Privacy Commissioners Wary of New Internet Surveillance

Internet Privacy

By Bobby Saga, 25 May 2011

The folks over at Open have just launched a campaign against the Harper Government's new internet surveillance initiative.
"Lawful access" legislation, expected to be tabled as early as June, is part of the Conservative omnibus crime bill, and seeks to significantly increase Internet surveillance, potentially at enormous costs to both personal privacy and Internet services.
Details of new legislation will remain unknown until tabled in the House of Commons, but lawful access is part of 11 previous justice and crime bills that died on the order paper when the Harper government fell on contempt of Parliament March 25. Prime Minister Stephen Harper promised a majority government would deliver a bundled omnibus crime bill within the new Parliament’s first 100 days. The bold "law-and-order" pledge was part of the Conservative "Here for Canada" package of election promises.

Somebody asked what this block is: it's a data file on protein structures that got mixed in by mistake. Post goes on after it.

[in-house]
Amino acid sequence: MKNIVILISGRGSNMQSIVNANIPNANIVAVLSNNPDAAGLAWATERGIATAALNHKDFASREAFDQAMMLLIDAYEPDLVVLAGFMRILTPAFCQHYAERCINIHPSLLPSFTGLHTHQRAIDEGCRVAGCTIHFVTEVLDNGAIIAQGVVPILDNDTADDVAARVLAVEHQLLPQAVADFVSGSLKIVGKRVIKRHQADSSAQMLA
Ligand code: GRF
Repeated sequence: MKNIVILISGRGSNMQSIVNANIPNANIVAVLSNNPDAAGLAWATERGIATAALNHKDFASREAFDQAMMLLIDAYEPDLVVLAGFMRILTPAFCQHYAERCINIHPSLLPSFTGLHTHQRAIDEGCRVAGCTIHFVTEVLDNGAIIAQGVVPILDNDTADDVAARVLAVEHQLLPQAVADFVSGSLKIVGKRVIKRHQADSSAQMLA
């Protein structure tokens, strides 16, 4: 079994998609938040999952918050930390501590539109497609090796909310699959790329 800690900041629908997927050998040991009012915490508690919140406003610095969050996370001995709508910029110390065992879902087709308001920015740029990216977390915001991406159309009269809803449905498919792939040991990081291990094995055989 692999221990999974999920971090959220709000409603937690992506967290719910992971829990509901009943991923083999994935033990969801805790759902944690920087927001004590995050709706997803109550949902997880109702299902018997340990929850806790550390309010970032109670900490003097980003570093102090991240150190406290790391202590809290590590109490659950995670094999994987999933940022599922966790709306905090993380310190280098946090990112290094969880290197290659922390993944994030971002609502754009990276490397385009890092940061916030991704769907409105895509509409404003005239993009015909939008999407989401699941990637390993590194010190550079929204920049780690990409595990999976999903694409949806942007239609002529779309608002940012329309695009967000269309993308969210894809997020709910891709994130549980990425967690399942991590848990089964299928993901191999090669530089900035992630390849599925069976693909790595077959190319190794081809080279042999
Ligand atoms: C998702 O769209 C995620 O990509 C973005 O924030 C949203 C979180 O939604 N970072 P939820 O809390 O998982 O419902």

All of Canada’s provincial and territorial privacy commissioners recently expressed grave concern over previously tabled legislation. Jennifer Stoddart, Privacy Commissioner of Canada, sent William Baker, former Deputy Minister for Public Safety Canada, a letter March 9 denouncing the Conservative initiative to amend the legal regime governing the use of electronic search, seizure and surveillance.
Citizens can read up on what lawful access means, and what it may or may not do for the average Canadian. OpenMedia is also asking for input on its campaign, and assistance with getting the word out on "Internet Surveillance: How Do We Stop It?" , an extension of their "Stop the Meter campaign." [...]

To read this article in full, click on the link below.

Photo: Reuters, CBC News